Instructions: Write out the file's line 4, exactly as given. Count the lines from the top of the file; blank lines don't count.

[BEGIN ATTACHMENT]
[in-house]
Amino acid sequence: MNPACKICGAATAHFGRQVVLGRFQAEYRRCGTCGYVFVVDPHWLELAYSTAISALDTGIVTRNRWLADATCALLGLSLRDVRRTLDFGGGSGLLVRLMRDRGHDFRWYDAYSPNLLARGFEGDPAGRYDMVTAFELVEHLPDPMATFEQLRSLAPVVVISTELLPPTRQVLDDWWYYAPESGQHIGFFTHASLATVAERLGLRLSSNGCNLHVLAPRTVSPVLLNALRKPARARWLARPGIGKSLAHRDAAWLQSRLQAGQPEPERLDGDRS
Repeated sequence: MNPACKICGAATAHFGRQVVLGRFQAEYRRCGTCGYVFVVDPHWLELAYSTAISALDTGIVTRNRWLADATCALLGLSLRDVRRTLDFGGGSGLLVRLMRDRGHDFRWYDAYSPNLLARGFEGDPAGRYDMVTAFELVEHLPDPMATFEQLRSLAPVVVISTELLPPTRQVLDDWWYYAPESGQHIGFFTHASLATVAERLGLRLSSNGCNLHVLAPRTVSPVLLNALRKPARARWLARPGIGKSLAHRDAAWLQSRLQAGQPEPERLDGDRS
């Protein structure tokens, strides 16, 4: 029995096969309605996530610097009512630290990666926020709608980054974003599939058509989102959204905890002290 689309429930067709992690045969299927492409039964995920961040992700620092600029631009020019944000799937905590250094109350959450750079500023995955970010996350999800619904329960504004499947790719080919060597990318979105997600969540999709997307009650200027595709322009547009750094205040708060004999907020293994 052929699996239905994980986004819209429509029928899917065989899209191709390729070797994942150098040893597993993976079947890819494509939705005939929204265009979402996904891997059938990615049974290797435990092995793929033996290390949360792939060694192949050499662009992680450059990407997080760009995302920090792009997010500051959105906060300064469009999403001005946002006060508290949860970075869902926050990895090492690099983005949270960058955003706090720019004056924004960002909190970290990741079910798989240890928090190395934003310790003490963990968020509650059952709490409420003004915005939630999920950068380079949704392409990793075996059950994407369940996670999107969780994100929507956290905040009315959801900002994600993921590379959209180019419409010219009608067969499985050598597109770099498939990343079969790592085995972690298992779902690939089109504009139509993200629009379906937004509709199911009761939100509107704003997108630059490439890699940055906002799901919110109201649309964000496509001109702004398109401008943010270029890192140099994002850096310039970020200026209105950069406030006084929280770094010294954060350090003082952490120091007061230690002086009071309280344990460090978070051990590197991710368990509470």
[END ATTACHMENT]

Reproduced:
């Protein structure tokens, strides 16, 4: 029995096969309605996530610097009512630290990666926020709608980054974003599939058509989102959204905890002290 689309429930067709992690045969299927492409039964995920961040992700620092600029631009020019944000799937905590250094109350959450750079500023995955970010996350999800619904329960504004499947790719080919060597990318979105997600969540999709997307009650200027595709322009547009750094205040708060004999907020293994 052929699996239905994980986004819209429509029928899917065989899209191709390729070797994942150098040893597993993976079947890819494509939705005939929204265009979402996904891997059938990615049974290797435990092995793929033996290390949360792939060694192949050499662009992680450059990407997080760009995302920090792009997010500051959105906060300064469009999403001005946002006060508290949860970075869902926050990895090492690099983005949270960058955003706090720019004056924004960002909190970290990741079910798989240890928090190395934003310790003490963990968020509650059952709490409420003004915005939630999920950068380079949704392409990793075996059950994407369940996670999107969780994100929507956290905040009315959801900002994600993921590379959209180019419409010219009608067969499985050598597109770099498939990343079969790592085995972690298992779902690939089109504009139509993200629009379906937004509709199911009761939100509107704003997108630059490439890699940055906002799901919110109201649309964000496509001109702004398109401008943010270029890192140099994002850096310039970020200026209105950069406030006084929280770094010294954060350090003082952490120091007061230690002086009071309280344990460090978070051990590197991710368990509470």